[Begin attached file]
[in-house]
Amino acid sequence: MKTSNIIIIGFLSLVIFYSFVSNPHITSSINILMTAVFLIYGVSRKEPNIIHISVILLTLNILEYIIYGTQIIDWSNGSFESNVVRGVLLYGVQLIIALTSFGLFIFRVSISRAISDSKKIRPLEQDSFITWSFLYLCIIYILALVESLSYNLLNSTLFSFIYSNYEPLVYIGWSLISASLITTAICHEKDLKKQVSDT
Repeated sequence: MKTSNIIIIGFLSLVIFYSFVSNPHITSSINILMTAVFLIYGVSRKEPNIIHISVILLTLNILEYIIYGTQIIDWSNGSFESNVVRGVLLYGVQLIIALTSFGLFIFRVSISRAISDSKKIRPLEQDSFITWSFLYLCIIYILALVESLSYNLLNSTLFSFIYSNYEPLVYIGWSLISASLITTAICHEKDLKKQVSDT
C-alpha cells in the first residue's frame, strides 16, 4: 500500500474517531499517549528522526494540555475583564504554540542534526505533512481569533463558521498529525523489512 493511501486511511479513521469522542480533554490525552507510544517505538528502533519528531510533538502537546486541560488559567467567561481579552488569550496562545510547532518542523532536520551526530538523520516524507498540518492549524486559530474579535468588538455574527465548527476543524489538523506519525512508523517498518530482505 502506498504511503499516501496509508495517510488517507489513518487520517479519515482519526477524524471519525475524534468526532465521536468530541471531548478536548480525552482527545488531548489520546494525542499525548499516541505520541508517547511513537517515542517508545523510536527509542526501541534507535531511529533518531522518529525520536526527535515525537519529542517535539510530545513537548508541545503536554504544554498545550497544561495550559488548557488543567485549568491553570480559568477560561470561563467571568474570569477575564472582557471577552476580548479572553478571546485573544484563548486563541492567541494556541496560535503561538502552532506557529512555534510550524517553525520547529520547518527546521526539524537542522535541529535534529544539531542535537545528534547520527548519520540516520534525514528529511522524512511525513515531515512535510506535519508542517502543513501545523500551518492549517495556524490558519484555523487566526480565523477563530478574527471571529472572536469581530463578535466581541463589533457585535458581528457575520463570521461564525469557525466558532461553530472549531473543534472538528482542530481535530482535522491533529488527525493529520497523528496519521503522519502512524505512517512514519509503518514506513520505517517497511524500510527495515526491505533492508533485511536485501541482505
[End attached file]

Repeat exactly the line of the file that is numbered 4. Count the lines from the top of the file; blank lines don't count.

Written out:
C-alpha cells in the first residue's frame, strides 16, 4: 500500500474517531499517549528522526494540555475583564504554540542534526505533512481569533463558521498529525523489512 493511501486511511479513521469522542480533554490525552507510544517505538528502533519528531510533538502537546486541560488559567467567561481579552488569550496562545510547532518542523532536520551526530538523520516524507498540518492549524486559530474579535468588538455574527465548527476543524489538523506519525512508523517498518530482505 502506498504511503499516501496509508495517510488517507489513518487520517479519515482519526477524524471519525475524534468526532465521536468530541471531548478536548480525552482527545488531548489520546494525542499525548499516541505520541508517547511513537517515542517508545523510536527509542526501541534507535531511529533518531522518529525520536526527535515525537519529542517535539510530545513537548508541545503536554504544554498545550497544561495550559488548557488543567485549568491553570480559568477560561470561563467571568474570569477575564472582557471577552476580548479572553478571546485573544484563548486563541492567541494556541496560535503561538502552532506557529512555534510550524517553525520547529520547518527546521526539524537542522535541529535534529544539531542535537545528534547520527548519520540516520534525514528529511522524512511525513515531515512535510506535519508542517502543513501545523500551518492549517495556524490558519484555523487566526480565523477563530478574527471571529472572536469581530463578535466581541463589533457585535458581528457575520463570521461564525469557525466558532461553530472549531473543534472538528482542530481535530482535522491533529488527525493529520497523528496519521503522519502512524505512517512514519509503518514506513520505517517497511524500510527495515526491505533492508533485511536485501541482505